The health of Kyrie Irving is also going to play a huge role in the outcome of this series. When he’s on, Kyrie’s one-on-one ability and ball handling are pretty special. There is always a chance that you could make SportsCenter for falling down while you’re trying to guard him.
You just try to stay solid on him more than anything. His ability to finish at the rim is also better than most players in the game. He’s the best guard I’ve ever seen at finishing through contact from big men. Our game plan against him has been to make him shoot running floaters and midrange jump shots. You try not to let him get isolated with big men. You want him to make a read, and get the ball out of his hands. But that’s the strategy when he’s at the top of his game.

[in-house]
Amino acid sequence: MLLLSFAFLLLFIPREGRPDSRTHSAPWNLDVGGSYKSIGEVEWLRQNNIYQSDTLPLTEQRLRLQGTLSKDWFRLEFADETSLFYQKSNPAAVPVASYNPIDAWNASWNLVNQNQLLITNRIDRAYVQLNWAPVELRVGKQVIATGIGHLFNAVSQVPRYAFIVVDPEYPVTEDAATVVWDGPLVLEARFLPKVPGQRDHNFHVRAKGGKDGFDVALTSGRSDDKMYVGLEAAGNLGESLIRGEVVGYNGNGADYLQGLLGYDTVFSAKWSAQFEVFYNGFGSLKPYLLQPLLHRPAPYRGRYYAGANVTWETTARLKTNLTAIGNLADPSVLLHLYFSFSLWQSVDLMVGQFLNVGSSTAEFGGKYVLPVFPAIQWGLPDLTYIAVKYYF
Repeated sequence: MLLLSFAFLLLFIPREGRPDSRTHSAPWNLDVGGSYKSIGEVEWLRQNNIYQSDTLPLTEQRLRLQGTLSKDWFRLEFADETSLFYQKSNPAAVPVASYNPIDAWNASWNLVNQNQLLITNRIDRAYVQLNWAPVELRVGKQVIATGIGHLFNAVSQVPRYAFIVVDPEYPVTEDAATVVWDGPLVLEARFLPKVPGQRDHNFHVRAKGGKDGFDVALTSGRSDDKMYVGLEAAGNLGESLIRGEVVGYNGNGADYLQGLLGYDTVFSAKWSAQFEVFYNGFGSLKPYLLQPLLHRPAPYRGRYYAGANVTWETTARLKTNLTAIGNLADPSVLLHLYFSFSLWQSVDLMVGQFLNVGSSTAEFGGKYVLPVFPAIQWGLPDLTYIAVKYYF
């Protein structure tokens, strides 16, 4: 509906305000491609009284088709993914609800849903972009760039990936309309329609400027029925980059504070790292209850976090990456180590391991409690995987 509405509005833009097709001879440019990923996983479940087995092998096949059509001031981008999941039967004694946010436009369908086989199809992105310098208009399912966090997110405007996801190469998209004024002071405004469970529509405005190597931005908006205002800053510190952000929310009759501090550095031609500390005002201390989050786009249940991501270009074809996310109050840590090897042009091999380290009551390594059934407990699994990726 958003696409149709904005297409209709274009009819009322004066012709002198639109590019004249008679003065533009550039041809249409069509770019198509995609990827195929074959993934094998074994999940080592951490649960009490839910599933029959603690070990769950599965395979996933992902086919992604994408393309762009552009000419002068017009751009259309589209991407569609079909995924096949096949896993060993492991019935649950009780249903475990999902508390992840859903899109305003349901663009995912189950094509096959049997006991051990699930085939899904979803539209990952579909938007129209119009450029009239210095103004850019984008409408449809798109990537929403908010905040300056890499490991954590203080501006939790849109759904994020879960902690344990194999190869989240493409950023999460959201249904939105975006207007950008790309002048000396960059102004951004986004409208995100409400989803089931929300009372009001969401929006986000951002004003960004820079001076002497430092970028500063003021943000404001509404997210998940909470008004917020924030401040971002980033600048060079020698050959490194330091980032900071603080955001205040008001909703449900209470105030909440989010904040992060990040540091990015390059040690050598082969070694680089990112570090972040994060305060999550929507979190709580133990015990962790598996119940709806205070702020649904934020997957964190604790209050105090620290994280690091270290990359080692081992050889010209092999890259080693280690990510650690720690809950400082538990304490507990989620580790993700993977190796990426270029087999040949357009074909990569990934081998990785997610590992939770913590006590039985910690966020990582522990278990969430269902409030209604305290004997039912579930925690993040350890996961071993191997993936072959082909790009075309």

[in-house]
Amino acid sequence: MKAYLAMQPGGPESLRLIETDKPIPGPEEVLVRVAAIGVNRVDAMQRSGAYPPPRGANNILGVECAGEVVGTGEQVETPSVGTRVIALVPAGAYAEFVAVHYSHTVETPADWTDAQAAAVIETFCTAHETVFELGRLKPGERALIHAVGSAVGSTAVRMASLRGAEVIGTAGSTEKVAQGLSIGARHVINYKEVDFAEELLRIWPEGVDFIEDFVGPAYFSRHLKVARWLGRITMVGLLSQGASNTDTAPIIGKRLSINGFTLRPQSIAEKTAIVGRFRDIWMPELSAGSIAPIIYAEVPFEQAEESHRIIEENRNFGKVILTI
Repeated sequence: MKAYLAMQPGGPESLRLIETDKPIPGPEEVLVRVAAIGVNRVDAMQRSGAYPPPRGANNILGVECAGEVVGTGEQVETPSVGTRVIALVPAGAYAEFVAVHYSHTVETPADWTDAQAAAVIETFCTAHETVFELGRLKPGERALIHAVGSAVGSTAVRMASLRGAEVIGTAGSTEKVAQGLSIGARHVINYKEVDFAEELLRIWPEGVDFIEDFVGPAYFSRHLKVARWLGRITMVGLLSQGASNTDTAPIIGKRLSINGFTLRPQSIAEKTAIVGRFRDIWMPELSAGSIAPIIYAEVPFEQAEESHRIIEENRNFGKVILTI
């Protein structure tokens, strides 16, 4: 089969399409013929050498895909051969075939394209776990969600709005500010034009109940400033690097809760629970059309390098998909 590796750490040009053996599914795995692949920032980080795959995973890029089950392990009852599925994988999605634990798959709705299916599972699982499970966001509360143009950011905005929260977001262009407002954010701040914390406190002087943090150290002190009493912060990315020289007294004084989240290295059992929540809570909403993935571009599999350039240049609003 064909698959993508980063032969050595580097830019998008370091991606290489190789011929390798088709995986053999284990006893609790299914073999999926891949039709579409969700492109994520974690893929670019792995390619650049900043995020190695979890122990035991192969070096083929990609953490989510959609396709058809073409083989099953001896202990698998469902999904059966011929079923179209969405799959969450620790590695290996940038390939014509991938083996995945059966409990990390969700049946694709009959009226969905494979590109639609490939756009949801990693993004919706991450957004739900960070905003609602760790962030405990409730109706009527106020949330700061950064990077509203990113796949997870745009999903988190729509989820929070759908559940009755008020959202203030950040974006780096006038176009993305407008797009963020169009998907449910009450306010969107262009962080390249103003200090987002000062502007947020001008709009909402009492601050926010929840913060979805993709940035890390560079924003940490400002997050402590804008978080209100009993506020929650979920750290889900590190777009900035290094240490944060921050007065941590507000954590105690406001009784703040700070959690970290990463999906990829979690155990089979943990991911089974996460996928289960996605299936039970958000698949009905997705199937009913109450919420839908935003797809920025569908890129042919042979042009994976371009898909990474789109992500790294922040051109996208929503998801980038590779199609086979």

It’s hard to say whether he’ll be there for this series given all the struggles he’s had with this injury. If he can’t play up to expectations, I could see them taking the ball out of his hands and letting LeBron continue to run the show, making Kyrie kind of a role player in this series. Then what he has to be able to do to complement LeBron, at minimum, is be a knockdown jump shooter. LeBron needs shooters around him that can be trusted with good looks.